Posted Online: Oct. 31, 2012, 11:22 pm
Rock Island County will not count Reyes' votes
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By Eric Timmons firstname.lastname@example.org
Independent candidate for congress Eric Reyes says he's the victim of a political effort to stop his votes from being counted in Rock Island County.
Mr. Reyes is running as a write-in candidate in the 17th Congressional District. County clerks in 12 of 14 counties in the district will count his votes, he said.
Ballots in Jo Daviess County were printed without a write-in line before he submitted his letter of intent to that county.In Rock Island County, election judges are being directed not to count votes for Mr. Reyes.
"I just don't understand why Eric (Reyes) continues to beat this horse," said Rock Island County Chief Deputy Clerk John Brown. "The bottom line is, we won't count his votes unless he gets a court order."
Other counties have assessed Mr. Reyes' candidacy and decided they will count his votes.
Republican county clerks in Warren, Knox and Stephenson counties and Democratic county clerks in Mercer and Henry counties all said during a spot check they would count write-in votes for Mr. Reyes, based either on advice from their state's attorneys or from their own assessment of his candidacy.
In Rock Island County, Mr. Brown said he was following the law. The Rock Island County State's Attorney's office declined to comment, saying any advice given to the clerk on the matter would be subject to a confidential attorney-client relationship.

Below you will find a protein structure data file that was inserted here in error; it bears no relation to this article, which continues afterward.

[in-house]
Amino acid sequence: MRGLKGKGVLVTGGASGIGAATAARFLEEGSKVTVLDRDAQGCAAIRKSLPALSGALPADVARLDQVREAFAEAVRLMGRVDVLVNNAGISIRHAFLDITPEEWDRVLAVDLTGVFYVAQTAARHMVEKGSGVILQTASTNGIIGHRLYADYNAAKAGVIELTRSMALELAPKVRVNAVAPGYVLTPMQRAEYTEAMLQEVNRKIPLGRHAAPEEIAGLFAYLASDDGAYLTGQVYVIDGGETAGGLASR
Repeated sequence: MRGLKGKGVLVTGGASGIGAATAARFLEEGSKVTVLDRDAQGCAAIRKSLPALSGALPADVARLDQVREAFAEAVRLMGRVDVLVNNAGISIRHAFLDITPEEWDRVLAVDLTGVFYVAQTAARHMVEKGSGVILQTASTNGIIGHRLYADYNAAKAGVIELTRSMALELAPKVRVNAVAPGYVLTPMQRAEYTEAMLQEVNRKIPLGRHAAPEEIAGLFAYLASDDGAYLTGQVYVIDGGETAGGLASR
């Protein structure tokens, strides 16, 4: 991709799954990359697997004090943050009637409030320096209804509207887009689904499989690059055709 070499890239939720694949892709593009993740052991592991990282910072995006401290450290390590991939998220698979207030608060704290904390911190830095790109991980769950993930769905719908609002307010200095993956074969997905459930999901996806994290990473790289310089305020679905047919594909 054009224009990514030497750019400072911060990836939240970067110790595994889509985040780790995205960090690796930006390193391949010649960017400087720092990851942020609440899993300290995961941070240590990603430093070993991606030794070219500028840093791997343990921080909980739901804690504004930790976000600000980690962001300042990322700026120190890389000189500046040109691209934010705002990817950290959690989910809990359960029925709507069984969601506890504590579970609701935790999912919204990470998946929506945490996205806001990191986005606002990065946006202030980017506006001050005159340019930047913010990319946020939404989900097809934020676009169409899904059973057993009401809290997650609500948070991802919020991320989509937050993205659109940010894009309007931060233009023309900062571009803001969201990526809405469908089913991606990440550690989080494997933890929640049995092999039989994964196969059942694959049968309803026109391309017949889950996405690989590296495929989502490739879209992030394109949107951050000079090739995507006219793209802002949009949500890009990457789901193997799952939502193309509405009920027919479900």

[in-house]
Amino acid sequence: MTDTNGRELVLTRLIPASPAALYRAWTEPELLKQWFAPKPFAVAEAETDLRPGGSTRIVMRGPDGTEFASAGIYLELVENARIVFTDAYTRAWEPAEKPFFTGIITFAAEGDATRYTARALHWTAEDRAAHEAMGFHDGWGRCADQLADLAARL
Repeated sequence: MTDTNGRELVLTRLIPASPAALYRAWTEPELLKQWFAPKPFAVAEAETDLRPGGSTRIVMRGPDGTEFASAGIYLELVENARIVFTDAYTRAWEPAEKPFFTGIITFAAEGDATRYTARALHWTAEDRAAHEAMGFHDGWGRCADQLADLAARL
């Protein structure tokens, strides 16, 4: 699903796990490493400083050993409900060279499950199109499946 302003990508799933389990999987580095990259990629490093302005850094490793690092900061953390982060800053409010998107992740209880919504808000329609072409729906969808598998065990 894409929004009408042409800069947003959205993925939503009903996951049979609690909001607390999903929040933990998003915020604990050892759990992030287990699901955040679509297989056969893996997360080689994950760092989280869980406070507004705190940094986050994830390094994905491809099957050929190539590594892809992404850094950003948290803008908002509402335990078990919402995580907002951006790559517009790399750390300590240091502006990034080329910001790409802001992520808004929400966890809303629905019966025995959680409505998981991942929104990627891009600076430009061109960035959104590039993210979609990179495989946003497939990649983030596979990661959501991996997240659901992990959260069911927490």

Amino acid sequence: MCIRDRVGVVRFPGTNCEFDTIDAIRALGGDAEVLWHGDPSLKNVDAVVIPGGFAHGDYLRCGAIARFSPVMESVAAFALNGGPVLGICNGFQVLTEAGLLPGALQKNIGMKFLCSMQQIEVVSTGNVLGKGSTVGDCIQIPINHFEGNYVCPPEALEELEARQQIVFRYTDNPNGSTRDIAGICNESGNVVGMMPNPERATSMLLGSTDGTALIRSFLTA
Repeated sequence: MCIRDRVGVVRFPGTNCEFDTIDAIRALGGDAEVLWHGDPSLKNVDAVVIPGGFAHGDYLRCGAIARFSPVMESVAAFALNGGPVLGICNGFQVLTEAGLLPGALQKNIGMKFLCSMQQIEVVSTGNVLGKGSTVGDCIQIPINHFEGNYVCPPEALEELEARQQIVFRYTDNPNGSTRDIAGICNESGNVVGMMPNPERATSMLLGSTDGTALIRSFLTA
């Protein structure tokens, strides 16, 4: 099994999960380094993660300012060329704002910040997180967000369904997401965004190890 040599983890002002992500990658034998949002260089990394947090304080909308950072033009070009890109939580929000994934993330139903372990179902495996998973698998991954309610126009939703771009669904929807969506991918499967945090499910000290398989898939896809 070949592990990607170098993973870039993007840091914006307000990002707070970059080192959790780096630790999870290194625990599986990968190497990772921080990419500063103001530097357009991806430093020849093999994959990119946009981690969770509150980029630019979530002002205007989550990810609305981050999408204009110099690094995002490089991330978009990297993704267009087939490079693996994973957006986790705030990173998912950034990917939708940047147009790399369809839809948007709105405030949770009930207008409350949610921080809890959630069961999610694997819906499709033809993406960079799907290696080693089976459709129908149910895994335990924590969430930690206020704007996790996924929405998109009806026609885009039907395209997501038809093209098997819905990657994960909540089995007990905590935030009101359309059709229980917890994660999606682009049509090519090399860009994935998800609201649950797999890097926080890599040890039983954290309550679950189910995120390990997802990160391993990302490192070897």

The controversy centers around a requirement that candidates have until 61 days prior to the election to file an intent to run as a write-in. Mr. Reyes missed that deadline.
His candidacy was successfully challenged before the Illinois State Board of Elections in July when he failed to collect the 5,000 signatures needed to get on the ballot. The Democrat and Republican candidates were only required to collect 600 signatures.
Mr. Reyes appealed the state board of election's decision to an appellate court in Sangamon County, arguing the barriers put before independent candidates were unconstitutional. He lost the appeal in September.
By that stage, the 61-day deadline had passed. But Illinois statutes say that if an objection to a candidate's nominating papers or petitions are sustained after the 61st day before the elections, the candidate has until 7 days before election day to file an intent to run as a write-in.
Jim Tenuto, a spokesman with the Illinois State Board of Elections, said he interpreted the statute as referring to a challenge before the state board of elections sustained after the 61 day deadline and not an appeal before the courts.
In that case, Mr. Reyes needed to file his write-in papers after the state board of elections kicked him off the ballot in July.
Mr. Reyes, who works as an attorney, interprets the law differently, and said that he should have been allowed to file after the 61-day deadline as his candidacy was under judicial review at that time.
Although the state board of elections views the law differently, it is not taking a position on the matter, Mr. Tenuto said, leaving county clerks to decide if they should count Mr. Reyes' votes.
Mr. Reyes believes Rock Island County Clerk Karen Kinney, a Democrat, does not want to count his votes for political reasons. She referred all questions about Mr. Reyes to Mr. Brown, who also is a Democrat.
Mr. Reyes initially ran in the 17th District as a Democrat but dropped out before the primary and announced plans to run as an independent.